Annelle V Hodges Thomas J Balkany Stacy L Butts and Shelly


The use of cochlear implants in children in the United States was first evaluated during the mid-1980s after Food and Drug Administration (FDA) approval of the House/3M single-channel device in adults. A substantial number of children received single-channel cochlear implants during an FDA-controlled multicenter study, beginning in 1983. Also in 1983, the first child received a multichannel device in Melbourne, Australia. Initiation of a pediatric clinical trial of the Nucleus multichannel cochlear implant occurred in 1986 after FDA approval for use of the device in adults in 1985. The clinical trials in children continued over a period of approximately 4 years, with 142 children receiving the device before FDA approval was granted in 1990.1 Several upgrades of the Nucleus device, as well as several generations of the Advanced Bionics Clarion device, have undergone successful FDA trials; pediatric trials are currently ongoing with the Austrian-made Med-El. Results of these closely controlled studies indicate that cochlear implant manufacturers have made safety and efficacy claims for children that were supported by the trial data.

In addition to FDA trials, the National Institutes of Health (NIH) convened two consensus conferences on cochlear implants, one in 1988, and the second in 1995. In May 1995, nearly 200 professionals and interested parties gathered to assess the status of cochlear implants after 10 years of clinical use. As reflected by the consensus statement, the use of cochlear implants in children has been shown to "result in successful speech perception in children." In addition, it was noted that "a younger age of implantation may limit the negative consequences of auditory deprivation and may allow more efficient acquisition of speech and language."2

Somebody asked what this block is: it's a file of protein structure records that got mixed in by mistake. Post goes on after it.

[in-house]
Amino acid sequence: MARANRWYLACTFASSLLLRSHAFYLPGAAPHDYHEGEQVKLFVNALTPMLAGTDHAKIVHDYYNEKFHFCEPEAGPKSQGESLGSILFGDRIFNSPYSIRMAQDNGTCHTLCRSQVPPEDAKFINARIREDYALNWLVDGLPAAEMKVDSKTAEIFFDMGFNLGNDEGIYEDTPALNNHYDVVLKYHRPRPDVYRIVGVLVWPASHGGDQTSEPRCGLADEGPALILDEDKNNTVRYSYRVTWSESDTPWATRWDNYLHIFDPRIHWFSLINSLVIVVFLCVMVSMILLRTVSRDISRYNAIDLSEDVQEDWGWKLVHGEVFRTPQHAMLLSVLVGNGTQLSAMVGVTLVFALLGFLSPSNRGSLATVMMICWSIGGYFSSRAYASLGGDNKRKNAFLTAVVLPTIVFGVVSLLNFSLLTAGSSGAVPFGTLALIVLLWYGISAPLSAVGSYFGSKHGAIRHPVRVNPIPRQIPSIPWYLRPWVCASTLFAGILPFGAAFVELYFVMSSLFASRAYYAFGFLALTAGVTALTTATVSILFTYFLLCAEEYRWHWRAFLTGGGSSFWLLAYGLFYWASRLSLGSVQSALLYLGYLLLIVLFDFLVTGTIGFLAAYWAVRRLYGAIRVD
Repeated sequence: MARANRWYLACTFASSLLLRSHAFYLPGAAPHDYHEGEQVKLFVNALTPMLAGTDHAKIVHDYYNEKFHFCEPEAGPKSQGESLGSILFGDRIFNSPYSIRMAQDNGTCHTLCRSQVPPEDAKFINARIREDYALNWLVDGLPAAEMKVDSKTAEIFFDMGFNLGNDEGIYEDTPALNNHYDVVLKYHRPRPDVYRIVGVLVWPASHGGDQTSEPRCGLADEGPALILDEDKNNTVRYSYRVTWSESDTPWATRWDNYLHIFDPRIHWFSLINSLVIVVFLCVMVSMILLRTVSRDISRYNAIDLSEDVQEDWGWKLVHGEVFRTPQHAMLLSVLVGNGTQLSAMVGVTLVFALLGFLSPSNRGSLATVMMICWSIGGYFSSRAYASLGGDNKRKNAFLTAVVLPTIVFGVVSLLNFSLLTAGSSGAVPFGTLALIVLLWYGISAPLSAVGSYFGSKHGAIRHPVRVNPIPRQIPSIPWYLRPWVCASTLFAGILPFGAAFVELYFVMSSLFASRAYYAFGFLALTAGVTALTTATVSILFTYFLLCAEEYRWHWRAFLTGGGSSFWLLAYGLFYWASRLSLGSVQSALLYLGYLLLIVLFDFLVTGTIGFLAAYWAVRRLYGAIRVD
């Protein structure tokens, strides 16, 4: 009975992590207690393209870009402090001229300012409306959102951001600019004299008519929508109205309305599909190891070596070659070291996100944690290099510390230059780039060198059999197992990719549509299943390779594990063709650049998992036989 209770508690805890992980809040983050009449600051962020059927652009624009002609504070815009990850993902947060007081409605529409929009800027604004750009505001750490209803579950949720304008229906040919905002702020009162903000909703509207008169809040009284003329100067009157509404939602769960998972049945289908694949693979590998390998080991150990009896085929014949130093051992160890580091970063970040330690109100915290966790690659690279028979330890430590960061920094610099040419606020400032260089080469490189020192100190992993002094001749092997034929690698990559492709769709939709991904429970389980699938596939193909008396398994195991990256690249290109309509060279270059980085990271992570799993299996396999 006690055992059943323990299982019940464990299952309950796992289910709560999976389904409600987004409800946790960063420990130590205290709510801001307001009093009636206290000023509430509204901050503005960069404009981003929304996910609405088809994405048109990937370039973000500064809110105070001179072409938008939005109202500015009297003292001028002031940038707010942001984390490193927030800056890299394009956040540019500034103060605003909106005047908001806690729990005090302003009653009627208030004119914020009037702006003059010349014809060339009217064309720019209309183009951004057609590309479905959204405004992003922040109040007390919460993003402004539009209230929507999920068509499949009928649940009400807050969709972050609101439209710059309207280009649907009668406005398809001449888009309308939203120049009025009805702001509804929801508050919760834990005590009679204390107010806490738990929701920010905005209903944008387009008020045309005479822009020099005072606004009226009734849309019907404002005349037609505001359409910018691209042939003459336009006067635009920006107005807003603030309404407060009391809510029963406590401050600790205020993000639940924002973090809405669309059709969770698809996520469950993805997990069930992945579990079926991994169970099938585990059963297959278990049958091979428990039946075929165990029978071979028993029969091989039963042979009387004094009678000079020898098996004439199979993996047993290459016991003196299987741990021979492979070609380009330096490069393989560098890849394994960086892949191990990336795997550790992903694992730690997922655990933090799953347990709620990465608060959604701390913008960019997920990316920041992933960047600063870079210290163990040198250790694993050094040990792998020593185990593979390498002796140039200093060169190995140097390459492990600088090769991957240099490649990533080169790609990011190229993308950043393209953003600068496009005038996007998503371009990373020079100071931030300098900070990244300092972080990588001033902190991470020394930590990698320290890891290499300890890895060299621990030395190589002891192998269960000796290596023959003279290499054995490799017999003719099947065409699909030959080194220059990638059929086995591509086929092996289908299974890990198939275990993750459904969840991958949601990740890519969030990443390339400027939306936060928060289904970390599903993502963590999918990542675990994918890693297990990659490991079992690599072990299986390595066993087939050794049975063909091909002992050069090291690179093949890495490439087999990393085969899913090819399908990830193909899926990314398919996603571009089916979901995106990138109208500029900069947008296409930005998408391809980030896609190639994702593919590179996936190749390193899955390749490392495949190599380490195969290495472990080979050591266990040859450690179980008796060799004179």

In spite of repeated FDA approval and NIH support for use of cochlear implants in children, a strong body of opposition to pediatric use of the device has remained. Few if any other proven treatment options for treatment of major pedi-atric health disorders have received the type and intensity of negative response which has accompanied use of the cochlear implant in children. As suggested by the title of this chapter, opposition has centered on resisting implantation of the con-genitally deafened child. That adults and postlinguistically deafened children can benefit from implants has been acknowledged by most of those who continue to oppose its use in the con-genitally deaf child. Primary opposition has come from members of the deaf world, a subset of the deaf community who hold more extreme views on the nature of deafness. They hold that deafness is not a disability, but is rather a natural human variation and therefore does not need to be treated medically.3 Support for their position has also been strong among some educators of the deaf and even among some medical and communication disorders professionals.

Initially, arguments against the cochlear implant were based on claims that congenitally deaf children do not derive benefit from cochlear implants. However, an increasing body of data supports that, given the appropriate circumstances, congenitally deaf children can indeed derive significant benefit from cochlear implants.4-7 This has led to a revision of the argument to confirm that even though cochlear implants do work for con-genitally deaf children, for other moral and ethical reasons, they should not be used in this population. Both concepts will be discussed in this chapter.

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